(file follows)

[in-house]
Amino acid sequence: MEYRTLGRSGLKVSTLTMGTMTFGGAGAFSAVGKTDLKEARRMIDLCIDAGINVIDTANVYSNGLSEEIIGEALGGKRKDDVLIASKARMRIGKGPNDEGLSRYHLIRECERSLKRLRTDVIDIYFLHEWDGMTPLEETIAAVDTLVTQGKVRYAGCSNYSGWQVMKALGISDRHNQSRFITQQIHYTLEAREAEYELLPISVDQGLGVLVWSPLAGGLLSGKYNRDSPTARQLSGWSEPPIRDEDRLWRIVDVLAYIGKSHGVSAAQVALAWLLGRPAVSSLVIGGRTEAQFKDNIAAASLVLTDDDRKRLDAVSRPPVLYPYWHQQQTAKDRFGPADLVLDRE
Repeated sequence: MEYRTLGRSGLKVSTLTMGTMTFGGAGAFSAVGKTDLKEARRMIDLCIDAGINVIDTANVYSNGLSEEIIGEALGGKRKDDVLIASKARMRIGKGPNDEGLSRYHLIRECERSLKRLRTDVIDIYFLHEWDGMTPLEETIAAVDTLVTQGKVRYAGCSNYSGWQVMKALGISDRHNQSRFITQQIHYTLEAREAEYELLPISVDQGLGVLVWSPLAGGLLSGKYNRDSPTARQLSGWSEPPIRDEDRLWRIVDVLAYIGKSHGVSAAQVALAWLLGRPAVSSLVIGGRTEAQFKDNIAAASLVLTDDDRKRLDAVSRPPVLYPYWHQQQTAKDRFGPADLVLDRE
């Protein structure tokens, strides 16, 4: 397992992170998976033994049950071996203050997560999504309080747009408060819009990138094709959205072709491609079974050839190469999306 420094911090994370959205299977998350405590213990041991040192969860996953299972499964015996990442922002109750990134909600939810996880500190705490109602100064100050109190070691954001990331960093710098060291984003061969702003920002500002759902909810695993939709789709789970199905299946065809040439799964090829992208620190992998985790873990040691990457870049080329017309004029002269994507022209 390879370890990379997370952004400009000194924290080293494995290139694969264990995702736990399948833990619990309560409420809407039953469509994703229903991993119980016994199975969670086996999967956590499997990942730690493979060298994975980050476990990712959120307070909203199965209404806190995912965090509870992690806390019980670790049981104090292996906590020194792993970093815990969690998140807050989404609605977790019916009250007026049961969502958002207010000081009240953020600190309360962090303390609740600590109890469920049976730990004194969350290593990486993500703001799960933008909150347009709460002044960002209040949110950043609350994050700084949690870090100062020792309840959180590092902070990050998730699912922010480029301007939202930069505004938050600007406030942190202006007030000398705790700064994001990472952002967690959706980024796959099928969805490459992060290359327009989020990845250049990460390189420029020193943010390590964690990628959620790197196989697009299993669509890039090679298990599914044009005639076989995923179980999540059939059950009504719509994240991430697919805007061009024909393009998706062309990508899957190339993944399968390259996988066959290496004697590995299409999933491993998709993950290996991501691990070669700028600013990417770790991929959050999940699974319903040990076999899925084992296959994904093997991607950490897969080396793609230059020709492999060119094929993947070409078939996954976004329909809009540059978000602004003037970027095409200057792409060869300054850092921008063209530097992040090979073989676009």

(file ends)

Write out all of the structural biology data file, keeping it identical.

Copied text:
[in-house]
Amino acid sequence: MEYRTLGRSGLKVSTLTMGTMTFGGAGAFSAVGKTDLKEARRMIDLCIDAGINVIDTANVYSNGLSEEIIGEALGGKRKDDVLIASKARMRIGKGPNDEGLSRYHLIRECERSLKRLRTDVIDIYFLHEWDGMTPLEETIAAVDTLVTQGKVRYAGCSNYSGWQVMKALGISDRHNQSRFITQQIHYTLEAREAEYELLPISVDQGLGVLVWSPLAGGLLSGKYNRDSPTARQLSGWSEPPIRDEDRLWRIVDVLAYIGKSHGVSAAQVALAWLLGRPAVSSLVIGGRTEAQFKDNIAAASLVLTDDDRKRLDAVSRPPVLYPYWHQQQTAKDRFGPADLVLDRE
Repeated sequence: MEYRTLGRSGLKVSTLTMGTMTFGGAGAFSAVGKTDLKEARRMIDLCIDAGINVIDTANVYSNGLSEEIIGEALGGKRKDDVLIASKARMRIGKGPNDEGLSRYHLIRECERSLKRLRTDVIDIYFLHEWDGMTPLEETIAAVDTLVTQGKVRYAGCSNYSGWQVMKALGISDRHNQSRFITQQIHYTLEAREAEYELLPISVDQGLGVLVWSPLAGGLLSGKYNRDSPTARQLSGWSEPPIRDEDRLWRIVDVLAYIGKSHGVSAAQVALAWLLGRPAVSSLVIGGRTEAQFKDNIAAASLVLTDDDRKRLDAVSRPPVLYPYWHQQQTAKDRFGPADLVLDRE
């Protein structure tokens, strides 16, 4: 397992992170998976033994049950071996203050997560999504309080747009408060819009990138094709959205072709491609079974050839190469999306 420094911090994370959205299977998350405590213990041991040192969860996953299972499964015996990442922002109750990134909600939810996880500190705490109602100064100050109190070691954001990331960093710098060291984003061969702003920002500002759902909810695993939709789709789970199905299946065809040439799964090829992208620190992998985790873990040691990457870049080329017309004029002269994507022209 390879370890990379997370952004400009000194924290080293494995290139694969264990995702736990399948833990619990309560409420809407039953469509994703229903991993119980016994199975969670086996999967956590499997990942730690493979060298994975980050476990990712959120307070909203199965209404806190995912965090509870992690806390019980670790049981104090292996906590020194792993970093815990969690998140807050989404609605977790019916009250007026049961969502958002207010000081009240953020600190309360962090303390609740600590109890469920049976730990004194969350290593990486993500703001799960933008909150347009709460002044960002209040949110950043609350994050700084949690870090100062020792309840959180590092902070990050998730699912922010480029301007939202930069505004938050600007406030942190202006007030000398705790700064994001990472952002967690959706980024796959099928969805490459992060290359327009989020990845250049990460390189420029020193943010390590964690990628959620790197196989697009299993669509890039090679298990599914044009005639076989995923179980999540059939059950009504719509994240991430697919805007061009024909393009998706062309990508899957190339993944399968390259996988066959290496004697590995299409999933491993998709993950290996991501691990070669700028600013990417770790991929959050999940699974319903040990076999899925084992296959994904093997991607950490897969080396793609230059020709492999060119094929993947070409078939996954976004329909809009540059978000602004003037970027095409200057792409060869300054850092921008063209530097992040090979073989676009």